I don’t check my personal email every day. I probably don’t even check it every other day. The lack of attention I give to my email accounts, outside of work, helped me to realize that email is dying a slow and painful death. As email has begun its decline into obscurity, the question has become; what’s going to replace it?
In a professional setting, email still has a pretty strong foothold, but other applications and tools have definitely started to spring up. Top among these new tools is Slack, and while it hasn’t completely replaced email, it is definitely making strides to make email obsolete. In the personal email arena, the decay in email usage is much more profound. Most of my generation has a personal email account, but we rely more on text messaging to communicate. However, I was surprised to hear that many of the kids I volunteer with (14-18 year olds) don’t bother with email at all and most don’t even have a personal email account. Instead, the kids prefer to communicate via text message, but also through social media direct messaging tools.
Why is Slack slowly replacing email in the professional world? Taking a quick look at the problems with email and the efficiencies with Slack, it’s clear to see why so many are flocking to the three year old software. According to Radicati Group, the average office worker sends or receives approximately 122 emails every day. That’s about one email every four minutes. At some point email users become numb to email which can effect workplace efficiency and effectiveness. Slack works much like social media or even text message. Companies can set up channels on Slack for all of their departments; one channel can be created for the marketing department, one for procurement, one for finance, etc. If a conversation pertains to a certain worker, they can be tagged in the message just like on Facebook. Slack allows for transparency in the workplace. If a worker isn’t copied on certain email conversations, they are often left out of the loop on discussions and may not understand why certain decisions were made, which can lead to resentment and confusion. With Slack, conversations are open to all members of the particular channel. This allows for quick and efficient communication and keeps everyone in the loop. What makes Slack unique and a huge time saver over email is the ability to create a bot and add it to specific channels. Slack bots can be programmed to respond to simple questions like company financials, meeting updates, and lunch menus, saving time and money in the process.
While Slack seems like the perfect tool to replace email, there are some issues that are preventing it from taking its rightful place as the king of office communications. For all of the effort Slack has put into making its platform the platform of choice among businesses worldwide, the interaction on Slack resembles text messaging or social media conversations. For this reason many companies have dubbed it too unprofessional in its user interface to be implemented at their offices. In addition, because Slack has a very text message feel, workers often find themselves using the platform to send gifs and videos, and to conduct unprofessional conversations. Lastly, Slack is marketed to millennial workers, so it’s hard to get workers from older generations to fully adopt the platform. Even when full adoption takes place, it can be hard for non-millennial workers to understand the use and benefits that Slack provides.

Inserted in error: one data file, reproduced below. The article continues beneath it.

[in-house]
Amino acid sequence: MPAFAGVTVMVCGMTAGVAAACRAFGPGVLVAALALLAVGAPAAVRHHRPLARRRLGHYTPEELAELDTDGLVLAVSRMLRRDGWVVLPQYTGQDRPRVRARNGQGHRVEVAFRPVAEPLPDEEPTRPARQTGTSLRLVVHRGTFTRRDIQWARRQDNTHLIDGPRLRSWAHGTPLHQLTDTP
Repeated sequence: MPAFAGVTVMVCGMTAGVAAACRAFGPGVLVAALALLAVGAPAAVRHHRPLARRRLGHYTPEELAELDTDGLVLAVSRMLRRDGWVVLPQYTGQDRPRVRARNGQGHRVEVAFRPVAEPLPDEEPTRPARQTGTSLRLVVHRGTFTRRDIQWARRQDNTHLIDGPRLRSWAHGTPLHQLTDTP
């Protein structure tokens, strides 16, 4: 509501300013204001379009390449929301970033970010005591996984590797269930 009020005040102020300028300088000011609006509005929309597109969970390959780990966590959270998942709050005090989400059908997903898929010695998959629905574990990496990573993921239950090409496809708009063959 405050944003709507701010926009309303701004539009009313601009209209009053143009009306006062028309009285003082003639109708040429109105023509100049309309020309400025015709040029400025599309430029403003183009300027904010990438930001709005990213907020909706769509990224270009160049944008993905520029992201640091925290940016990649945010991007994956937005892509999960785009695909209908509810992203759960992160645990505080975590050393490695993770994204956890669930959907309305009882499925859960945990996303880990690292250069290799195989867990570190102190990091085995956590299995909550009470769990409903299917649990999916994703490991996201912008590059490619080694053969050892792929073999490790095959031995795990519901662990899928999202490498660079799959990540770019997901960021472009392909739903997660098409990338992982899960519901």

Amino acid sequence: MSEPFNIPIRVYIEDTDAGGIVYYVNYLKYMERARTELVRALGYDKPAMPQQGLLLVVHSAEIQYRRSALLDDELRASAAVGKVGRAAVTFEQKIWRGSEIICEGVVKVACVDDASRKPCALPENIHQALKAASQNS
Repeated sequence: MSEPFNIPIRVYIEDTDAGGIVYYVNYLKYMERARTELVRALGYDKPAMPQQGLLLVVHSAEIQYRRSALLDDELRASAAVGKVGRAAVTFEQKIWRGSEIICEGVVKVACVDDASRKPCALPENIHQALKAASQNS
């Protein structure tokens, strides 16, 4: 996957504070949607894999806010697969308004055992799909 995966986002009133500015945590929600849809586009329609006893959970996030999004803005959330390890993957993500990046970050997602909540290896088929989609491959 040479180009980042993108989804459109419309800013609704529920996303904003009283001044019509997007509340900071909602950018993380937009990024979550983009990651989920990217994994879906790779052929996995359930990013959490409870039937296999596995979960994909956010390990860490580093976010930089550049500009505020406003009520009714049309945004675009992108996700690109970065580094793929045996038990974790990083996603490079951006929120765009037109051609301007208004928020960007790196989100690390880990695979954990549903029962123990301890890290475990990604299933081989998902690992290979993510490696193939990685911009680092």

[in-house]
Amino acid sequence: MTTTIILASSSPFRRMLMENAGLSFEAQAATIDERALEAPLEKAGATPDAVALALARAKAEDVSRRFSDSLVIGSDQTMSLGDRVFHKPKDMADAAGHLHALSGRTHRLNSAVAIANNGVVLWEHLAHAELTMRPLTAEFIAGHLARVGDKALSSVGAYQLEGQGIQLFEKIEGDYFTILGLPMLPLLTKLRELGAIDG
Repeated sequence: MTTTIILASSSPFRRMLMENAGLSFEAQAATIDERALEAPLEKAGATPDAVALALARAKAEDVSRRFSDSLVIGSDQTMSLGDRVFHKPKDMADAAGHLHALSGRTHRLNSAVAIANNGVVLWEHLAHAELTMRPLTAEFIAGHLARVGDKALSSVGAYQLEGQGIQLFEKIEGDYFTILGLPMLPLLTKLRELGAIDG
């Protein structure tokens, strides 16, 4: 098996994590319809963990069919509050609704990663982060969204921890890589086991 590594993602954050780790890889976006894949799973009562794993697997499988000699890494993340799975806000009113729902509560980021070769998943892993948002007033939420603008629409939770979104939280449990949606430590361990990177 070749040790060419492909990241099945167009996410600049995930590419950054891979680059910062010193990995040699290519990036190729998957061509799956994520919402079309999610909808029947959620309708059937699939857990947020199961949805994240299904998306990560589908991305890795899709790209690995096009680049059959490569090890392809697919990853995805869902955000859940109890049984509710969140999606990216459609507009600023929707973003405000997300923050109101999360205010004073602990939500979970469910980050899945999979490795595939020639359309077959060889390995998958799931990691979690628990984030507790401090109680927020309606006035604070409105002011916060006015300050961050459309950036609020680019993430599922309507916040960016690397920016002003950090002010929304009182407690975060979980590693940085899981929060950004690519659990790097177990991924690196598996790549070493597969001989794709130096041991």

Personal email is shifting at a much faster rate than professional email usage. According to a study by App Annie, people aged 13-24 are spending 3.5x more time in messaging apps than those over 45 years old. Not only is this age group more likely to spend time in messaging apps, but they are less likely than other age groups to spend time on mobile web browsers or email. As these younger users become adults, it will become increasingly important to shift marketing strategies from email to messaging apps. Facebook has noticed this trend and has been working and continues to work to integrate B2C and ecommerce tools into its Messenger and WhatsApp products.
Is email dead? The answer to this questions is clearly no. While email isn’t dead, its usage is definitely changing. It will be interesting to see if and how email reinvents itself in the coming years to capture the younger generation and compete with Slack and other professional email alternatives.